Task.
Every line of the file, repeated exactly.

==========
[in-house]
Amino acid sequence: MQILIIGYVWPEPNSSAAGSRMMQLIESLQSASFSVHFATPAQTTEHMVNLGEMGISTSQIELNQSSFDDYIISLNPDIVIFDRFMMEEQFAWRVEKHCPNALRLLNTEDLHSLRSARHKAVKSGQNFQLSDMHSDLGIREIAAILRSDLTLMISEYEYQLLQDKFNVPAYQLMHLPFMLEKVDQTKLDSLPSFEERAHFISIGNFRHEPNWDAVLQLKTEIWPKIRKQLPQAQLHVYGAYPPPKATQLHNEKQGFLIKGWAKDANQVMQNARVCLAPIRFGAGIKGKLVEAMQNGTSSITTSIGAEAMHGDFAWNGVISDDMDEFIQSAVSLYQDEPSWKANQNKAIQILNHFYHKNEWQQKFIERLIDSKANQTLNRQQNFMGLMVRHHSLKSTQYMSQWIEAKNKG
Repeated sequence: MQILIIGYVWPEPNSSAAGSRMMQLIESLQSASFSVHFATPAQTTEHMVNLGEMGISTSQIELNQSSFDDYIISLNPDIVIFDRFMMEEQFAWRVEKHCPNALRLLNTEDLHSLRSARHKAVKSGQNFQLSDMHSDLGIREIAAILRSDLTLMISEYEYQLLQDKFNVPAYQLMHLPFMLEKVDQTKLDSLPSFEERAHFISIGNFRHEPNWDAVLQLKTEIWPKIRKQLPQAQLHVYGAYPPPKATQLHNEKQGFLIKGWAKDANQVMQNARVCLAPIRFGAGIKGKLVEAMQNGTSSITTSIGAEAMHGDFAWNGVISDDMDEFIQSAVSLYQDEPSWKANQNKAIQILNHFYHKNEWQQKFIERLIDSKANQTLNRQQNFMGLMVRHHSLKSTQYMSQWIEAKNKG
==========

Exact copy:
[in-house]
Amino acid sequence: MQILIIGYVWPEPNSSAAGSRMMQLIESLQSASFSVHFATPAQTTEHMVNLGEMGISTSQIELNQSSFDDYIISLNPDIVIFDRFMMEEQFAWRVEKHCPNALRLLNTEDLHSLRSARHKAVKSGQNFQLSDMHSDLGIREIAAILRSDLTLMISEYEYQLLQDKFNVPAYQLMHLPFMLEKVDQTKLDSLPSFEERAHFISIGNFRHEPNWDAVLQLKTEIWPKIRKQLPQAQLHVYGAYPPPKATQLHNEKQGFLIKGWAKDANQVMQNARVCLAPIRFGAGIKGKLVEAMQNGTSSITTSIGAEAMHGDFAWNGVISDDMDEFIQSAVSLYQDEPSWKANQNKAIQILNHFYHKNEWQQKFIERLIDSKANQTLNRQQNFMGLMVRHHSLKSTQYMSQWIEAKNKG
Repeated sequence: MQILIIGYVWPEPNSSAAGSRMMQLIESLQSASFSVHFATPAQTTEHMVNLGEMGISTSQIELNQSSFDDYIISLNPDIVIFDRFMMEEQFAWRVEKHCPNALRLLNTEDLHSLRSARHKAVKSGQNFQLSDMHSDLGIREIAAILRSDLTLMISEYEYQLLQDKFNVPAYQLMHLPFMLEKVDQTKLDSLPSFEERAHFISIGNFRHEPNWDAVLQLKTEIWPKIRKQLPQAQLHVYGAYPPPKATQLHNEKQGFLIKGWAKDANQVMQNARVCLAPIRFGAGIKGKLVEAMQNGTSSITTSIGAEAMHGDFAWNGVISDDMDEFIQSAVSLYQDEPSWKANQNKAIQILNHFYHKNEWQQKFIERLIDSKANQTLNRQQNFMGLMVRHHSLKSTQYMSQWIEAKNKG